Overview of the proposed method. Parts 1 and 2 describe the frameworks for building and utilizing the user representation. Parts 3 and 4 present the training strategy and evaluation metric for the PHG task.

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4.1 Control Code Construction

The PHG task aims to generate user-tailored headlines that align with users’ interests, but the lack of associated annotations necessitates extracting user preferences from historical click records. However, extracting relevant preference components from extensive click records is a significant challenge. To overcome this, a previous study (Ao et al., 2021) successfully trained a personalized news recommendation model to capture individual stylistic preferences. Following this approach, we also utilize a personalized news recommendation model to represent users’ preferences derived from click records. Moreover, while prior work used different backbone models for recommendation and headline generation, we employ the same backbone and pre-trained models for both tasks to effectively integrate features from these distinct models. Furthermore, following the principles of content-based recommendation systems (Wu et al., 2019a, d; Li et al., 2022), we adopt a news encoder ϕne and a user encoder ϕue in the recommendation model. The textual information is then aggregated using Attention Pooling to construct the news representation. Similarly, the news representation is further aggregated by the user encoder to build the user representation cτ ∈ℝd as follows:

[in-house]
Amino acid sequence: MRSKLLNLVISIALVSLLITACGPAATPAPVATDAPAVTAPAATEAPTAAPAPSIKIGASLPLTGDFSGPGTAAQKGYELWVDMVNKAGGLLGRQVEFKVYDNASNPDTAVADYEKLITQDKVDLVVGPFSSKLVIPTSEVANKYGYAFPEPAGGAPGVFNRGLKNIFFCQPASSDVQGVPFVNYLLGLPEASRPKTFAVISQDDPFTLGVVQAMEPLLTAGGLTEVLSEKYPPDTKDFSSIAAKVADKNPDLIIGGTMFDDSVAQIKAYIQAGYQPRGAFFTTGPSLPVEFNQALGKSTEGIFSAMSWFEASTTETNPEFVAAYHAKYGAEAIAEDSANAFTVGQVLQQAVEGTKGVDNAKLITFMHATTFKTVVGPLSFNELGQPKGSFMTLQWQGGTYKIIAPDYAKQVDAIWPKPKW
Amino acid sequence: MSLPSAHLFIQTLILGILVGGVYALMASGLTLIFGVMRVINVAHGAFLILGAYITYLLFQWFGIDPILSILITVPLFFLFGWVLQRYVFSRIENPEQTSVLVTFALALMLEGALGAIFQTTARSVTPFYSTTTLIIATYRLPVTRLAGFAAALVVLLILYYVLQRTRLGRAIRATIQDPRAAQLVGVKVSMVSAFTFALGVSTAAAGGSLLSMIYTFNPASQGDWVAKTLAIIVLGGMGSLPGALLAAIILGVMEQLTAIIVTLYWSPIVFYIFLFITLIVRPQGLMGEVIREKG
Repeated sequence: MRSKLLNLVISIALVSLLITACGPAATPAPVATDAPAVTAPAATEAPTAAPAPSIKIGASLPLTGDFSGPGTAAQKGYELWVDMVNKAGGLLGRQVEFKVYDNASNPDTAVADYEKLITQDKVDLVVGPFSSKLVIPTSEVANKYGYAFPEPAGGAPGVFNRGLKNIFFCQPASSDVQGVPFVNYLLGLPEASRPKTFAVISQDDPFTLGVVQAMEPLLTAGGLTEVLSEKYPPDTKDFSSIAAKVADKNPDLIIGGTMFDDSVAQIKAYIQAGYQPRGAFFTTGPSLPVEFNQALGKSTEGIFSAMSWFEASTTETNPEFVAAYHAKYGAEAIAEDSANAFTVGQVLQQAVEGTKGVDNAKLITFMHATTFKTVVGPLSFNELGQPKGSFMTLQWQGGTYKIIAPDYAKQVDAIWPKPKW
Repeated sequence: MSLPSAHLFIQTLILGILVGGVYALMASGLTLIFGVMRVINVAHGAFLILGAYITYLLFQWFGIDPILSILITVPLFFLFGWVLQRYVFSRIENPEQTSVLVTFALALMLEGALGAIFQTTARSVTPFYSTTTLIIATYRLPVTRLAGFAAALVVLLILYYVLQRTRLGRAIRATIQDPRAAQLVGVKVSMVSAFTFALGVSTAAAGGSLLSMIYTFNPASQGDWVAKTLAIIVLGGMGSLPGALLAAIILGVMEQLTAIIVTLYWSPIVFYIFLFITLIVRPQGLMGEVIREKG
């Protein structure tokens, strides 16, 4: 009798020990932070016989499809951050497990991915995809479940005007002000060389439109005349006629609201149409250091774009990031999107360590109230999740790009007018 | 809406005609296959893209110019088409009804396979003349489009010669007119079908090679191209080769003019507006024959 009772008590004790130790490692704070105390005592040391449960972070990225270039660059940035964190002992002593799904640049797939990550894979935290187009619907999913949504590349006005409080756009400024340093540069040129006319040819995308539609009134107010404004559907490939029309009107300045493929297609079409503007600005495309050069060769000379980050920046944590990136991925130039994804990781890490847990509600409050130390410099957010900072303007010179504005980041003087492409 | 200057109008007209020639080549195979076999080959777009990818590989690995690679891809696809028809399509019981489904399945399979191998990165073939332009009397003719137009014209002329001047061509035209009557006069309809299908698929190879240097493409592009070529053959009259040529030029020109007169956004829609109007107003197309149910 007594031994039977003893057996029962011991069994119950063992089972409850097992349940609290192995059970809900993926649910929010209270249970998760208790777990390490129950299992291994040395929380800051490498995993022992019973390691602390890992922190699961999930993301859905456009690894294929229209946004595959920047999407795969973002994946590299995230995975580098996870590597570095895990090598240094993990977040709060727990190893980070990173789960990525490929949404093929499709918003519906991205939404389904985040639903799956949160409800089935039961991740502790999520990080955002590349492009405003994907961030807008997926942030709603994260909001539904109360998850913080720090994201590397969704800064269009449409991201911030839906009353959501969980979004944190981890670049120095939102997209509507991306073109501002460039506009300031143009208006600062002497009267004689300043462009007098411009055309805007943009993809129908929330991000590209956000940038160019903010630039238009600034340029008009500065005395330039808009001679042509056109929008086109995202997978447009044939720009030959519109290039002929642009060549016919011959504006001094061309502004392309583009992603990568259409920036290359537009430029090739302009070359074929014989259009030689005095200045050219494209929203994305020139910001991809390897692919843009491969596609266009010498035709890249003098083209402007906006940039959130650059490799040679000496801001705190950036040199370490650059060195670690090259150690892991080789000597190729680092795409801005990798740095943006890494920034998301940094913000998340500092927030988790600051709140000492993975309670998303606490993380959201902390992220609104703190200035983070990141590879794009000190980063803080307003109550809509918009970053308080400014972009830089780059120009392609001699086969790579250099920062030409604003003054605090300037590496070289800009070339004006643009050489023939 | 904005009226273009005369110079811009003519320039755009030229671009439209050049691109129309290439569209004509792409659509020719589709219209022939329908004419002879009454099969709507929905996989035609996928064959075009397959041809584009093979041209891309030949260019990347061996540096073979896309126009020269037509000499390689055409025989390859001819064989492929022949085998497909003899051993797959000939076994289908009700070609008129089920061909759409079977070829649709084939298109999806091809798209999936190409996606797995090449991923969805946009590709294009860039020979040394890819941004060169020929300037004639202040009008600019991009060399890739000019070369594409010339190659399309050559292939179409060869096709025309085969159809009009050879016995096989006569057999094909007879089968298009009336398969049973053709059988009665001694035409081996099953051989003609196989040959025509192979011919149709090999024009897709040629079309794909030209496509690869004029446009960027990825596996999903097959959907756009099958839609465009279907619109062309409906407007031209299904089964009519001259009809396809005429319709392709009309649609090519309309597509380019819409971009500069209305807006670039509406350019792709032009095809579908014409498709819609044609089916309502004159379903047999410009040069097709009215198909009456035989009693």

cτ=f(f(Hτ;ϕne);ϕue),
(1)
where ℋτ represents the click history of user τ. The overall framework is illustrated in Fig. 2. Unlike previous work, which solely learns textual representations from in-domain data (Wu et al., 2019b; An et al., 2019; Wang et al., 2020), recent research has started exploring pre-training techniques for news recommendation (Wu et al., 2021; Li et al., 2022). Our approach employs a pre-trained Transformer-based model as our Recommendation Model (TrRM) to enhance the textual representation, enabling us to achieve competitive performance with a simple configuration.
Figure 2: 

Framework of the personalized news recommendation model for extracting user representation.

Figure 2: 

Framework of the personalized news recommendation model for extracting user representation.

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To train TrRM, we employ negative sampling techniques (Zheng et al., 2018; An et al., 2019). Specifically, we consider the news articles clicked by user τ as positive samples Pτ. We randomly sample M news articles from each user’s negative sample set Nτ. A news representation v is obtained by encoding its headline: v = f(y;ϕne). The model jointly predicts the recommendation scores for the positive and negative samples by comparing them with user representation cτ. Consequently, we formulate the training process as an M+1-way classification task as follows:
Lrec=iPτlog(pi),pi=exp(cτvi+)exp(cτvi+)+j=1Mexp(cτvij),
(2)
where vi+ is the feature of the i-th positive sample and vij is the feature of the j-th negative sample of the i-th positive sample. This formulation allows the model to learn the relationships between the user representation and the positive and negative samples, facilitating effective recommendation for personalized headline generation.

Interested-News Only Filter.